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Peat Moss
by Dan Clost
by Dan Clost


First serious garden earned 25 cents from the Kemptville Horticultural Society when I was 12. Have been poor in horticulture ever since but rich in spirit.

Went to work writing the Good Earth column (over 500 articles published in newspaper, magazine, website and journal.) and learned that what was printed wasn't what I wanted to say and certainly not what Gentle Reader understood me to say. Subsequently have developed a certain clarity and economy of words.

Day job- nursery and production manager for a large nursery/garden centre
Side job- Garden restoration and renovations, design consultations, remedial pruning.
Night job- garden writer and communicator (overnight success in another 20 years)

Dan gardens in Canadian Zone 5b

November 9, 2003

Did you get your leaves all raked up this year? Are they in bags laying alongside the garage? Did you stuff the bags right full and now it seems as if they are half empty? Congratulations, you are on your way to making leafmold. If you have them in a large heap or even a fancy enclosure you are busy making compost. In either form, the use of leaves is an important component in your overall soil management and conservation program. There are two main reasons for this. The first is that the decomposed leaves are a valuable amendment in that hey add humus to the soil structure. Humus is the "glue" that holds everything together. It retains an incredible amount of moisture, absorbs the sun's warmth in spring, provides an environment for the wee little organisms, and to a lesser extent, assists in making nitrogen more available. Sounds awesome doesn't it? And it is all free.

The second reason is that it can supplant the use of peat moss. Peat moss is a natural resource created by the decomposition of organic matter (trees and plants) under water. This means the sequence is very slow in comparison to the dry-land process that results in humus (what you find on a forest floor). Once you dig it up, the peat is gone. We can't replace it, manufacture it, or "replant" it. Only time (lots of time) and undisturbed wet lands can do that. There are some interesting terms in use. Some say that peat is harvested, others say it is strip mined. If you're ever down Alfred, Ontario way (head east on Hwy #17 from Ottawa) visit the peat bog- well, take a look at what's left.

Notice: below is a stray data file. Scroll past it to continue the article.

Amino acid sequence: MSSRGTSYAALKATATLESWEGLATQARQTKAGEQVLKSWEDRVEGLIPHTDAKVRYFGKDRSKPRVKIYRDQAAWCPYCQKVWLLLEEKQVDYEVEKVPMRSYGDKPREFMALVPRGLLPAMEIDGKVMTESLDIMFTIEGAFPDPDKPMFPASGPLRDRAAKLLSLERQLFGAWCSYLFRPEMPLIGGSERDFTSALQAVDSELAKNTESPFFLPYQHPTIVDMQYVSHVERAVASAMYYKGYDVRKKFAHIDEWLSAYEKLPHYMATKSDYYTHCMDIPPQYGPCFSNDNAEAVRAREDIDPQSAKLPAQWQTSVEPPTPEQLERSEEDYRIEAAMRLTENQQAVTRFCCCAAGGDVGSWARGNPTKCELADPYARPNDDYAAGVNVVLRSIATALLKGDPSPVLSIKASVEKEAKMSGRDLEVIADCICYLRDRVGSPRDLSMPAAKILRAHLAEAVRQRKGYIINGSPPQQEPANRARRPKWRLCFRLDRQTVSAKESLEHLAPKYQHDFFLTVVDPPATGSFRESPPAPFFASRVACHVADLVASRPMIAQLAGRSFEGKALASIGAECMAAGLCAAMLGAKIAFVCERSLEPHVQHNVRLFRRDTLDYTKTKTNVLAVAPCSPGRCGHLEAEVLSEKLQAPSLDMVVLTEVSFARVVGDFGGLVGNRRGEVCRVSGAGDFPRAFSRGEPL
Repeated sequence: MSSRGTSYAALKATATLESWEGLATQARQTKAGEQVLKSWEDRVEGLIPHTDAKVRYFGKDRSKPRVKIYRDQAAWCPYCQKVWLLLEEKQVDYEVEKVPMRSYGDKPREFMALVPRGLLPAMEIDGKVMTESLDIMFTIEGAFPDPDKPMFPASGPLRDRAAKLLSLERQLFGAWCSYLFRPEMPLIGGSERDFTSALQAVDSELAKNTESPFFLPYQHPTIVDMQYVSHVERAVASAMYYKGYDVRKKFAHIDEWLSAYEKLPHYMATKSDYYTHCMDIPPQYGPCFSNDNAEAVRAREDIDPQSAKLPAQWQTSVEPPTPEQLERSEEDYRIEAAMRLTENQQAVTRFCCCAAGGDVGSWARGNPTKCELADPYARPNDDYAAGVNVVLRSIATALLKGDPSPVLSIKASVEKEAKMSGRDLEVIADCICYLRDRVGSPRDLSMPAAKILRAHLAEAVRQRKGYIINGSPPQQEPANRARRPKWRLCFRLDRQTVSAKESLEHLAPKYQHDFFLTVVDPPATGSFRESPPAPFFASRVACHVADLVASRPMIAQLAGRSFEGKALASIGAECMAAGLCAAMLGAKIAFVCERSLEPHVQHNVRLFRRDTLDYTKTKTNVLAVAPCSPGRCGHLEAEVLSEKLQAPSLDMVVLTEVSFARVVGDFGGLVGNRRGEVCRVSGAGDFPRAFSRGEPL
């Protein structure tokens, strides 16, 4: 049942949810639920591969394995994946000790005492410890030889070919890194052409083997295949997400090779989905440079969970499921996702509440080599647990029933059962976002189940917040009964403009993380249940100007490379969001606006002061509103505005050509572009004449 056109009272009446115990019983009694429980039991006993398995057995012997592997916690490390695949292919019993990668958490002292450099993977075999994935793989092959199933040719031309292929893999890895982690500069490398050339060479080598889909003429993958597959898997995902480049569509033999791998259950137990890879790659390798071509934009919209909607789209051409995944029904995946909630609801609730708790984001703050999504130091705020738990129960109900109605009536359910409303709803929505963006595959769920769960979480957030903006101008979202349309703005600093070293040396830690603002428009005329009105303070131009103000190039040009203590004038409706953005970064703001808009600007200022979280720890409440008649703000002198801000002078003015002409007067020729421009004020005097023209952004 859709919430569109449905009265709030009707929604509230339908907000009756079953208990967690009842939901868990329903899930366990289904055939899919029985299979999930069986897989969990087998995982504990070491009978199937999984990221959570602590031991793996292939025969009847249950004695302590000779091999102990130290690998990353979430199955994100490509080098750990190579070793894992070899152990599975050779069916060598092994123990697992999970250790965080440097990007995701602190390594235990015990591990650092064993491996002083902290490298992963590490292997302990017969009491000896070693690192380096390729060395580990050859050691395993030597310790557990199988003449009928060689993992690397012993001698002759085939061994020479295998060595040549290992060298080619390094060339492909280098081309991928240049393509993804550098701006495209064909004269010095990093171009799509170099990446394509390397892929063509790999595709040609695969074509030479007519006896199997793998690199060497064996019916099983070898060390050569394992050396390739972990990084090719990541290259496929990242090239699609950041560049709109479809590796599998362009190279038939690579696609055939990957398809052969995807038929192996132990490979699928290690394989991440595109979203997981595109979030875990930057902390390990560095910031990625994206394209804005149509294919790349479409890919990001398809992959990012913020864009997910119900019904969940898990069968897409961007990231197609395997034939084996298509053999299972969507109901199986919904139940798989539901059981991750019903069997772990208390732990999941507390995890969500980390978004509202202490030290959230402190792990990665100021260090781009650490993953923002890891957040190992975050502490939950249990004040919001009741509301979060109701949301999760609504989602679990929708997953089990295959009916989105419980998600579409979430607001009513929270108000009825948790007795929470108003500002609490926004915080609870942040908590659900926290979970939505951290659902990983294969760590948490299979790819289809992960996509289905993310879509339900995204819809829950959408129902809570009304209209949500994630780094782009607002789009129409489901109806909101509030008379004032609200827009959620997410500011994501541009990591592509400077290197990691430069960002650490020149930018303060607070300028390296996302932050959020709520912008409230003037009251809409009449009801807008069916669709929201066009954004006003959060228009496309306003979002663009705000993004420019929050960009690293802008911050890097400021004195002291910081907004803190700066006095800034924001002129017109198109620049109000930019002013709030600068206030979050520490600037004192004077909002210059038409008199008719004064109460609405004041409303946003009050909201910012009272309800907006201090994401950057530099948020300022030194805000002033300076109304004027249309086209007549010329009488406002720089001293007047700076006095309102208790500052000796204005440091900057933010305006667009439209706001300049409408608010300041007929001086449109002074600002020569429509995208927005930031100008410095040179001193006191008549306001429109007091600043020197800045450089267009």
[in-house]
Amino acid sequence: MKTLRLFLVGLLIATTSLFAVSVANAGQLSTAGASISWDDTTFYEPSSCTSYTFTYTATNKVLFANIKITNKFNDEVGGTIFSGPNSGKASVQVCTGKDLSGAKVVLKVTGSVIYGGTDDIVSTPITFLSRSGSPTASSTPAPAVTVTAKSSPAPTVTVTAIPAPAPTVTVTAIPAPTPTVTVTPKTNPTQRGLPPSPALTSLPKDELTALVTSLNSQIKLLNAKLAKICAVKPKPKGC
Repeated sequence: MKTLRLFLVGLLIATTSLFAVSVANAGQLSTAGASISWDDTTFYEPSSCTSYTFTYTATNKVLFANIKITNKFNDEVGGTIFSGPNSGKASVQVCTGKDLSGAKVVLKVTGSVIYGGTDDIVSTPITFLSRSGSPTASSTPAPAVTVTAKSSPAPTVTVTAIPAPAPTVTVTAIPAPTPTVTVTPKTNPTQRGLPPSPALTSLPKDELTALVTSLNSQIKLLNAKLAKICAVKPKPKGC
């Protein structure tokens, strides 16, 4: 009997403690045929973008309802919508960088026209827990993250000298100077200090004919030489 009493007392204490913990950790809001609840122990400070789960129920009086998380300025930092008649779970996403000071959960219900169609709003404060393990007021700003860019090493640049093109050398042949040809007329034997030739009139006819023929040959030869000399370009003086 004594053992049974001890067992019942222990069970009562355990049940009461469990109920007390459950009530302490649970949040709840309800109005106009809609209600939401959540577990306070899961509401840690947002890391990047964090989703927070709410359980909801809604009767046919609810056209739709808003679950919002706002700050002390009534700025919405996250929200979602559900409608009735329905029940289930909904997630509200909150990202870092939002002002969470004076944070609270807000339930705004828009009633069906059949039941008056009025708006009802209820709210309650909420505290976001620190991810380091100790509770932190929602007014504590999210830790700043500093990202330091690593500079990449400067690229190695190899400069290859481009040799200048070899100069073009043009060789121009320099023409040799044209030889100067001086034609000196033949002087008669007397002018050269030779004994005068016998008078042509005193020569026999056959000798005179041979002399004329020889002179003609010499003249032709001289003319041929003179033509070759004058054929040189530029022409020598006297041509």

We as home gardeners can readily adjust our management programmes to reduce the use of peat moss. Those in the nursery industry will have much greater difficulty. The attractions of peat moss as the base for growing media, such as Pro-Mix, is that this organic, biodegradable product is free of pathogens, fungi and other unwanted bugs and is remarkably consistent in its makeup. These are, arguably, the main reasons why compost is not as widely used. It's not that the industry hasn't tried to find alternatives. Do you remember the rock-wool insulation, the yellowy stuff that was incredibly itchy? As a growing medium it wasn't bad. The down side is that it is virtually indestructible. In Holland, there are mountains of it. Currently they are trying to turn it into bricks but have run into a snag or two.

Am I saying to stop using peat moss? No, I am saying understand its nature, be aware of why you are using it, and be prudent in its use. The same can be said of any of the natural resources in this Good Earth. A last word on peat moss. Expect it to become more expensive. Expect to note that the product is no longer domestic in origin. Expect to be making greater use of your leaves. Okay, I'm curious to know who will lay claim to having the last bona fide outdoor blooming plant. Flowers set in September and just hanging on don't count. They must be "new" blooms. My list of contenders as of 10 Nov. is about ten plants long. The most surprising, to me, aren't the impatiens hiding under the junipers but a container of petunias. These chappies have been going strong since June so I suppose we're looking at day neutrals. Write or E-mail in your claim to gardening fame.

Moira Bryson e- mailed quite some time ago to say, "My favourite summer flower is the wax begonia. It flowers all summer, survives all kinds of weather including drought and hot sun, and (best of all) requires virtually no maintenance. Of course it also looks pretty. " A lot of people agree with Moira, including the plant propagators. Remember when fibrous begonia meant only gin and vodka?

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